Opening a Restaurant the BRF Way
It’s happening, y’all! The Post Brewing Company is hitting Boulder and we could not be more giddy. As we find ourselves in single digit days until opening, submerged in the chaos of menu prep, paint jobs, and other surprise final touches, it’s fun to dive into the mind that drives it all and find out how we manage to get to the finish line, every time. That mind is, of course, Dave Query.
However, before we jump into all off that, I’d like to take a moment to introduce myself. So hi, my name is Alex and I’m the creative intern and, more importantly in the context of his post, the resident Gen Z youngster at BigRedF HQ (seriously, Zolo is older than me). You wanna know a little about me? Sure, why not. Well, I’m often described as a “firecracker”, probably because of my red hair, quick wit, and spunky ‘tude, I drink copious amounts of black coffee and La Croix (Passionate Fruit is my fave), and firmly believe that curiosity never killed the cat. This is my first restaurant opening with BigRedF, and it’s been incredibly exciting to get to see all that is happening and all of the hard work that goes into creating an excellent dining environment. And now that you know and trust me, I’m pleased to share with you all of the insight and advice I acquired whilst chatting with DQ.
To really paint a good picture for you, let’s start at the beginning. DQ opened his first restaurant, Lick Skillet in Gold Hill, back in the ‘80s and has since fathered a network of uniquely curated restaurants all along the Front Range, with a handful concentrated around his home base since childhood, the heart of downtown Boulder.
As a student at the University of Colorado, Boulder (sko buffs!), before I worked for BigRedF or even knew what it was, my friends and I were obsessed with the cornbread skillet and chicken & biscuits at West End Tavern, margaritas and chips & guac at Centro, and the never-ending Monday night happy hour goodness at Jax. These seemingly different-in-every-way restaurants offer the same consistently incredible service and hospitality, amazing flavors and upbeat atmospheres of fun and inclusivity that really jive with the 9th & Pearl block. There’s just something about a BigRedF restaurant that makes people feel at home and taken care of, and that special ingredient is carefully woven into every detail of the process from day 1 to day 1,000. I was curious as to what that process looked like, so I sat down with DQ to gain some insight.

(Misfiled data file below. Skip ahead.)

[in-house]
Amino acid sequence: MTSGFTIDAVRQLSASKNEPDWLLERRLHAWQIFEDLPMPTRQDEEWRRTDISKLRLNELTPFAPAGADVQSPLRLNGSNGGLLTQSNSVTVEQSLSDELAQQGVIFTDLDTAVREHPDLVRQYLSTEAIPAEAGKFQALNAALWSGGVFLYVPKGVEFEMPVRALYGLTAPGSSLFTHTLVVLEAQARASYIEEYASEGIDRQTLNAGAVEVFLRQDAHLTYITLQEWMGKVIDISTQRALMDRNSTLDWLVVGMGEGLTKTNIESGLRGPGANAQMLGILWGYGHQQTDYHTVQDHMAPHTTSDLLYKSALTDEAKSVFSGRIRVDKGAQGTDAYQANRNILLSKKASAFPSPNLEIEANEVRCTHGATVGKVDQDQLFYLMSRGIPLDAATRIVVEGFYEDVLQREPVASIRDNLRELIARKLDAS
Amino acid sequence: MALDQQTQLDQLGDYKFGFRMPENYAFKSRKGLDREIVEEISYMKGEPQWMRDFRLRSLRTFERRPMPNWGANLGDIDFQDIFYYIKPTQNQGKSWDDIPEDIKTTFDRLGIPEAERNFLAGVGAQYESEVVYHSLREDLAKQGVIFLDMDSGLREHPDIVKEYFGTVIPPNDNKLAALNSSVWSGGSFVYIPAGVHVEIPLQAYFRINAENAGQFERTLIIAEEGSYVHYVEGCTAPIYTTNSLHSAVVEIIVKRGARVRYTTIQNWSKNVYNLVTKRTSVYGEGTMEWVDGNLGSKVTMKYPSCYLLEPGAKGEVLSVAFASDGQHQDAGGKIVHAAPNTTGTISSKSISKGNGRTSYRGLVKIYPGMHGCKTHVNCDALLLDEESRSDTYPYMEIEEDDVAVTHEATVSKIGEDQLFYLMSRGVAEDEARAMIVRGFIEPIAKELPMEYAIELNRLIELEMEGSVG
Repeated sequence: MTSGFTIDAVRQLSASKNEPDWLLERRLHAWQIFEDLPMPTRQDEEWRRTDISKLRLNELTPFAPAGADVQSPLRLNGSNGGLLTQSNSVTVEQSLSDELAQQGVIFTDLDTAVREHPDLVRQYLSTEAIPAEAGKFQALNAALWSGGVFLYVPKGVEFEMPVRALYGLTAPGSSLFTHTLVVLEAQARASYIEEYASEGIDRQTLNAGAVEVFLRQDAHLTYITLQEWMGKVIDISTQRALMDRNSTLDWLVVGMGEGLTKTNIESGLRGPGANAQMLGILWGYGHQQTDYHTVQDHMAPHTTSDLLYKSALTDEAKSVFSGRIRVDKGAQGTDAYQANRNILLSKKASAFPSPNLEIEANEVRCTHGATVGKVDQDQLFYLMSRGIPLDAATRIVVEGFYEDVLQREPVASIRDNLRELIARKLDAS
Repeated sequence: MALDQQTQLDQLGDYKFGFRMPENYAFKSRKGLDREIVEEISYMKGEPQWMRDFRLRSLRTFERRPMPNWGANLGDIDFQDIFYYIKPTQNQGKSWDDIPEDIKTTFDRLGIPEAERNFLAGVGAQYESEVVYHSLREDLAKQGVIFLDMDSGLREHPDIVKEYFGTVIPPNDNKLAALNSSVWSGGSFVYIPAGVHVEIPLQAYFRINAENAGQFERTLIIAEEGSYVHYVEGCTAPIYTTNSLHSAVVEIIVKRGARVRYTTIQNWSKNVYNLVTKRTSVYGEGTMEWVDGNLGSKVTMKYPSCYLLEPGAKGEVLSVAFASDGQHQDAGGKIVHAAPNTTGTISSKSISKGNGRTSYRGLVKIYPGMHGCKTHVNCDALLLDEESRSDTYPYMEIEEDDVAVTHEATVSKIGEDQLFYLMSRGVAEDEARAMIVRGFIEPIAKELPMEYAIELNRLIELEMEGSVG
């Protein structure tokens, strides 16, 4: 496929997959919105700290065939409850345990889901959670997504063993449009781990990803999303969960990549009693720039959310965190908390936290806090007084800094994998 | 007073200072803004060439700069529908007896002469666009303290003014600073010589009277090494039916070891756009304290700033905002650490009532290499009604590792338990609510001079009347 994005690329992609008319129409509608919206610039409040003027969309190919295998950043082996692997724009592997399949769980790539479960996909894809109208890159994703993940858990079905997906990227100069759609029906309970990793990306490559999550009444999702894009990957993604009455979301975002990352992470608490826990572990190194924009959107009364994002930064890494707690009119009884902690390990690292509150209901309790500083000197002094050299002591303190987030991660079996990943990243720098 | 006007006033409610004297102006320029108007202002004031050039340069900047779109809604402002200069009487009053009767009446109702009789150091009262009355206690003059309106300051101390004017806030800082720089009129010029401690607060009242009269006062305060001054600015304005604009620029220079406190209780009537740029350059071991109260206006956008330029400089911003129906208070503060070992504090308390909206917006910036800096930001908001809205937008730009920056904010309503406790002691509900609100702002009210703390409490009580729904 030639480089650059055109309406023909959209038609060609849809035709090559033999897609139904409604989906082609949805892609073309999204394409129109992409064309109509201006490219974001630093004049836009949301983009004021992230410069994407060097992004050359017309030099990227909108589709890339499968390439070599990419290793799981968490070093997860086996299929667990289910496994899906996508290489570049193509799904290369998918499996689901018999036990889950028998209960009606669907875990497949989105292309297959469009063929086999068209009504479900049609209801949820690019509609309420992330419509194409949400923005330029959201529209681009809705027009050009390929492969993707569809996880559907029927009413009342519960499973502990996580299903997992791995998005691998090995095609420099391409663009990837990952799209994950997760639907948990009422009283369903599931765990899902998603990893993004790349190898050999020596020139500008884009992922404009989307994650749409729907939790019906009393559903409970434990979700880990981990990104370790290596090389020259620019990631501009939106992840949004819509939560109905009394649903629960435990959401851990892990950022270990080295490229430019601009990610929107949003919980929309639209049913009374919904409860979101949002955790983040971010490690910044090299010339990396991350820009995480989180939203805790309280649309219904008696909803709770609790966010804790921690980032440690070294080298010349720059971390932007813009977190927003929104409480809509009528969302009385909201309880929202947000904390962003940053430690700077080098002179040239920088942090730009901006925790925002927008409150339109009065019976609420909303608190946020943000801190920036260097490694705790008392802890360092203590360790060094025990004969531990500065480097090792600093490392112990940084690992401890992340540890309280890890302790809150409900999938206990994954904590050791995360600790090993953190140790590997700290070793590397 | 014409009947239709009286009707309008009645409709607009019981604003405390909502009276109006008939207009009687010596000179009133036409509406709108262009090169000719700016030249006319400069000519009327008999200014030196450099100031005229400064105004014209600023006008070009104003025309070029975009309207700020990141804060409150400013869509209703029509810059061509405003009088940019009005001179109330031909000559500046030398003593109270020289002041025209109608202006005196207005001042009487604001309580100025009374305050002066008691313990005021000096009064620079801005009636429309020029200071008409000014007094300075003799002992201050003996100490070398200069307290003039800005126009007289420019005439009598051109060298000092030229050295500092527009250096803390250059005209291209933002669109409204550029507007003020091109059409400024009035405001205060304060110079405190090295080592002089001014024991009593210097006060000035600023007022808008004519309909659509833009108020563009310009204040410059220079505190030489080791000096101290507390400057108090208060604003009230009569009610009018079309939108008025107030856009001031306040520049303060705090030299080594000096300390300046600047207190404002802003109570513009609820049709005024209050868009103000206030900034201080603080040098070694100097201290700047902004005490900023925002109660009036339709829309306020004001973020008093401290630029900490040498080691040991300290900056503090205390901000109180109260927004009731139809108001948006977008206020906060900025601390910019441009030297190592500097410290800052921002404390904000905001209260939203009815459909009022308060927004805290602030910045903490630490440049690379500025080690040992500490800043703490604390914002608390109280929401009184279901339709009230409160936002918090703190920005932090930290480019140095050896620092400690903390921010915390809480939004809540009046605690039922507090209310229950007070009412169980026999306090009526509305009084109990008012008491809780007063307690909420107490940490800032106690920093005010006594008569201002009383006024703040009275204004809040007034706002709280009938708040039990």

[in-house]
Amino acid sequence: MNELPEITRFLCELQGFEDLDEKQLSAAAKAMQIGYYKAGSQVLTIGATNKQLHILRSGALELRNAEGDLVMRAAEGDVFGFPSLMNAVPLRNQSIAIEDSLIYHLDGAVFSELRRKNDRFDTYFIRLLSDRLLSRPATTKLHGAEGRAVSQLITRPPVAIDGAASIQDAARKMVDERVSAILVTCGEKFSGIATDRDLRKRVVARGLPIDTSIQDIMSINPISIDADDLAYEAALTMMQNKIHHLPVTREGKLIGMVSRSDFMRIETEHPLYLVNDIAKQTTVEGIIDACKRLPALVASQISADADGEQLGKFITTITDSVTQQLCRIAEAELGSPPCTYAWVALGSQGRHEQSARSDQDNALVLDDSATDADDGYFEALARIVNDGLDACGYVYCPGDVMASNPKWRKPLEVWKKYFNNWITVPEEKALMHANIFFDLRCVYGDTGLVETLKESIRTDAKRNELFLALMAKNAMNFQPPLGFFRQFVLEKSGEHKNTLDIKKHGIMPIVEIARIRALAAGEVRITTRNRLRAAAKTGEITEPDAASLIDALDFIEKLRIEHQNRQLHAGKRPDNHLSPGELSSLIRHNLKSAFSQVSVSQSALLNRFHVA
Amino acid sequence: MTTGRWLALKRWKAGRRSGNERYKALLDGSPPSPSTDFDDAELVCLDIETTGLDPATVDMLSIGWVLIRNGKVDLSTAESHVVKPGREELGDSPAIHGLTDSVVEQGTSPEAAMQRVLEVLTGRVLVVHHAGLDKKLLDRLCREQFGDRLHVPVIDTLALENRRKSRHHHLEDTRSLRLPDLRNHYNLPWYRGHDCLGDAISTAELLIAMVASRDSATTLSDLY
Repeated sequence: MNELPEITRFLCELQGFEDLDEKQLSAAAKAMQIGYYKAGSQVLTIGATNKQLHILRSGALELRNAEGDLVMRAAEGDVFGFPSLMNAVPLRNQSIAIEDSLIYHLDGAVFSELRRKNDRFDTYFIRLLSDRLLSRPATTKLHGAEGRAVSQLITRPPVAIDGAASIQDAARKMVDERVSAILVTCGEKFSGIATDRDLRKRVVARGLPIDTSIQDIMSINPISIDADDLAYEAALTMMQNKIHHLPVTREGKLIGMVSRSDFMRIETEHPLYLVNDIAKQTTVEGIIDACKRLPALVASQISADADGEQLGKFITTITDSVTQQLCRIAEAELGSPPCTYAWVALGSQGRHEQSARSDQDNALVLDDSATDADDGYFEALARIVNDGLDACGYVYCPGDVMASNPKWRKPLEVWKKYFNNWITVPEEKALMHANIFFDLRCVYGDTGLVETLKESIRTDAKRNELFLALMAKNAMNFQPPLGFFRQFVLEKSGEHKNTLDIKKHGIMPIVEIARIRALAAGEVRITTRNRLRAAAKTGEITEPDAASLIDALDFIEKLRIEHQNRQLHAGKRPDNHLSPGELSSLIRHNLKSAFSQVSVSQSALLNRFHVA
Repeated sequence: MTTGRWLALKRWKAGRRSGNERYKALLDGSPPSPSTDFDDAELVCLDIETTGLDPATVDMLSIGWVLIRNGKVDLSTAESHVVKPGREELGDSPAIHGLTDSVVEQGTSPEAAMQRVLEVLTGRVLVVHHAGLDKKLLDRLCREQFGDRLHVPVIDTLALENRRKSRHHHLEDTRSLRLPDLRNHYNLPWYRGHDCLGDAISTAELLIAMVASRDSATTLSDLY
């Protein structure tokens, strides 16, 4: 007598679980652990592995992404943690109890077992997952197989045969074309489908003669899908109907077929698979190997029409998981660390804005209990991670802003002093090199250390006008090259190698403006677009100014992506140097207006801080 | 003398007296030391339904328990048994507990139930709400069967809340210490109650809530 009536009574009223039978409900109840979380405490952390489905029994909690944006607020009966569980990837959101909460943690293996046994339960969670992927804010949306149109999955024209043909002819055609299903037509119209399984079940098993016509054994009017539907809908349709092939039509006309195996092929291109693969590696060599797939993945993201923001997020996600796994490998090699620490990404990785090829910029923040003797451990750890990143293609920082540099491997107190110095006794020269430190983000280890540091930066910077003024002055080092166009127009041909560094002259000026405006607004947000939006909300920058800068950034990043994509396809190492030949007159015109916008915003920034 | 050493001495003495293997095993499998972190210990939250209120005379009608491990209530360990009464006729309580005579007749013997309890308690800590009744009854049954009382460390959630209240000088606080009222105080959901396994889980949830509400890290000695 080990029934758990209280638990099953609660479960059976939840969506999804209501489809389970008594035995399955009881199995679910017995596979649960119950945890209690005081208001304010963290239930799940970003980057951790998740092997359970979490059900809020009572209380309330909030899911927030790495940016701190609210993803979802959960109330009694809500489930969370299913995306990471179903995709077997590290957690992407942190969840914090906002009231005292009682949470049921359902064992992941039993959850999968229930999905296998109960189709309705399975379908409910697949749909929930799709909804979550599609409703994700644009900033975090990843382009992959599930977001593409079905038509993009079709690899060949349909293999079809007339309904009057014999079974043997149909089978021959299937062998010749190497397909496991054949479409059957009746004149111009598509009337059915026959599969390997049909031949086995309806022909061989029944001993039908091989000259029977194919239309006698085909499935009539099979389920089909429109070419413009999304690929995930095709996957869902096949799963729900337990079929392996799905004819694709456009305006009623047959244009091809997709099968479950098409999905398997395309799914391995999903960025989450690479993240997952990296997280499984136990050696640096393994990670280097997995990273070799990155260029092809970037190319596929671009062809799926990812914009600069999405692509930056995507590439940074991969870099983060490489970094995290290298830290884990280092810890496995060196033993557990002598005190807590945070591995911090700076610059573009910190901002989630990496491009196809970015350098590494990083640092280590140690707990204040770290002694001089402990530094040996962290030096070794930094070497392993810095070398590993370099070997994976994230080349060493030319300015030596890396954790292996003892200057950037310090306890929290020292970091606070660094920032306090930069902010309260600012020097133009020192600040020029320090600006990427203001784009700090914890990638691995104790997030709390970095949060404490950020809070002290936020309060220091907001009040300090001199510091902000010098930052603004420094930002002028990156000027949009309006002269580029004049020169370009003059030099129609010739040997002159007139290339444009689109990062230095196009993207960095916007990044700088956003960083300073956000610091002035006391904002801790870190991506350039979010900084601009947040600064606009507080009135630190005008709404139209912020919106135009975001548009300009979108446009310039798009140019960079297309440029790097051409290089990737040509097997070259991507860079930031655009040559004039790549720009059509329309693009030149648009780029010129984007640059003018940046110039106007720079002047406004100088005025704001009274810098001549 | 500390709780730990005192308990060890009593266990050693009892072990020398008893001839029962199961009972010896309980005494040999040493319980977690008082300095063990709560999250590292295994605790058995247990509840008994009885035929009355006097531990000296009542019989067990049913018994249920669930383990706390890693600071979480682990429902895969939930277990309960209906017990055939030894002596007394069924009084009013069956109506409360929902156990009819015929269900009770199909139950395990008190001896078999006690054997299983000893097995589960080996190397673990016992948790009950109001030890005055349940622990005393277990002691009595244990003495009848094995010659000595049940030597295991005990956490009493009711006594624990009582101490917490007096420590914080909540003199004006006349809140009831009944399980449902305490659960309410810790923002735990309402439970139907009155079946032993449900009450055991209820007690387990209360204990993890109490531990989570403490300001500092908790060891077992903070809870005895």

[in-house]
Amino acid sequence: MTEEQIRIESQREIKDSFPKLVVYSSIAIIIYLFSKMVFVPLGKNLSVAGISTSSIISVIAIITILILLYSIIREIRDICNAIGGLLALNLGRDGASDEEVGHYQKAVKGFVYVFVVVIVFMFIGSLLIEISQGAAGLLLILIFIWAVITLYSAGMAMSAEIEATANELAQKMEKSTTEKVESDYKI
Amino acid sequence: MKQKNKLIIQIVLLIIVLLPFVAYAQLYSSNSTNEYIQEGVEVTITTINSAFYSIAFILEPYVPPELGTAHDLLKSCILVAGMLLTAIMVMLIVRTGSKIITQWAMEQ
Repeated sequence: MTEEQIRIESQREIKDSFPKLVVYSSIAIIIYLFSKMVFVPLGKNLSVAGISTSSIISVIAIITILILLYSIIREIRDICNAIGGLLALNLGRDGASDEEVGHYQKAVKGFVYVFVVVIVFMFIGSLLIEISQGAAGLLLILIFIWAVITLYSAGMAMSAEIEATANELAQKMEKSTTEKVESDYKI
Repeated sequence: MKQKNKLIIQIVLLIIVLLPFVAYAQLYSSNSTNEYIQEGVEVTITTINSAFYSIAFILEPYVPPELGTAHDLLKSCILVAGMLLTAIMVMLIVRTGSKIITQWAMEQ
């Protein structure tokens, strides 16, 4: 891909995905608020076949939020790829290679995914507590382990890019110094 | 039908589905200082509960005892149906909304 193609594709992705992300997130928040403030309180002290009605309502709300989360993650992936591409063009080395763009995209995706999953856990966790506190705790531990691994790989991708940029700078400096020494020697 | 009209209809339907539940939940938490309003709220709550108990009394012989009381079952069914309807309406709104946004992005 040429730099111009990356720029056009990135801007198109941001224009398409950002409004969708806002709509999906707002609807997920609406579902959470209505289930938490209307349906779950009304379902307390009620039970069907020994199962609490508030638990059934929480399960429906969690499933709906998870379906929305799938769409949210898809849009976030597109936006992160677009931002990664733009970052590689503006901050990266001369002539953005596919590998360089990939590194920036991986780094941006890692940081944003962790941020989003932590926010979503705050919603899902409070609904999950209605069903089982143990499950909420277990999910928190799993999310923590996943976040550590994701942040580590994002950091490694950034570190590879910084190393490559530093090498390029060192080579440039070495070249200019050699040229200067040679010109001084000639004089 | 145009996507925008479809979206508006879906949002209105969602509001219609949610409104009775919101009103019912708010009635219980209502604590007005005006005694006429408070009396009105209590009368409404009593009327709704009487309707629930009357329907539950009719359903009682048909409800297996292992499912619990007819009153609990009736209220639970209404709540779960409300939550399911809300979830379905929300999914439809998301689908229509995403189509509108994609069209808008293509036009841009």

What is the most important thing you look for in a new space?
Soul. Funk. Traffic. Energy. Nearby restaurants. Lots of residential housing. Nice landlord. Space potential.
After acquiring a new space, where does your mind go first? Space layout? Menu and how diners will want to experience the space? Fixtures and furnishings?
How we are going to pay for all this madness?
How does that guide the rest of the process and how much of it is planned ahead of time vs. in-the-moment gut decisions?
Lots of in the moment decisions are made…sometimes too many. If you try and plan it all out ahead of time, it never works. Every time you peel back a wall, there are surprises and costs associated.
You notoriously don’t hire interior designers for your restaurants…so where do you get your vision/inspiration? How much of that is inspired by the brand and menu?
We like to create spaces that feel comfortable first, and “design” second. A lot of restaurants designers spend too much time looking at pictures and don’t have a clue about what is realistic and functional restaurant design. It looks great to start, but you’re constantly repairing and replacing things because they aren’t designed with high traffic in mind, purely monetary aesthetic.
What excites you most as an opening nears? What are you most excited for with opening The Post Brewing Company in Boulder?
Well, I love nears. So anytime there is a nears to be had, I’m all about it. As far as this new opening in Boulder, I haven’t opened a restaurant in Boulder in almost 9 years so it’s fun to be back in the ‘hood doing something fun and cool.
What’s your #1 tip for any first-timer opening a restaurant?
Get more money.
In the words of DQ, in an interview with Eater Denver back in 2013, “There’s not an appreciation for the incredible amount of work it takes to make a really successful restaurant. Anyone can open a restaurant. All you need is money. Any idiot can. I think that the advice would be to earn your stripes and work and learn your craft. Spend the time it takes to understand what you’re doing, get as much exposure as you can, and when you have the privilege to open your restaurant recognize it’s a lot of responsibility. Think about spending a half a million dollars or a lot more and go into opening a restaurant half cooked, where then your investors also lose their money and everyone is out of work and the landlord has a mess on their hands. Take it seriously; it’s a big deal.”
It’s a big F’n deal.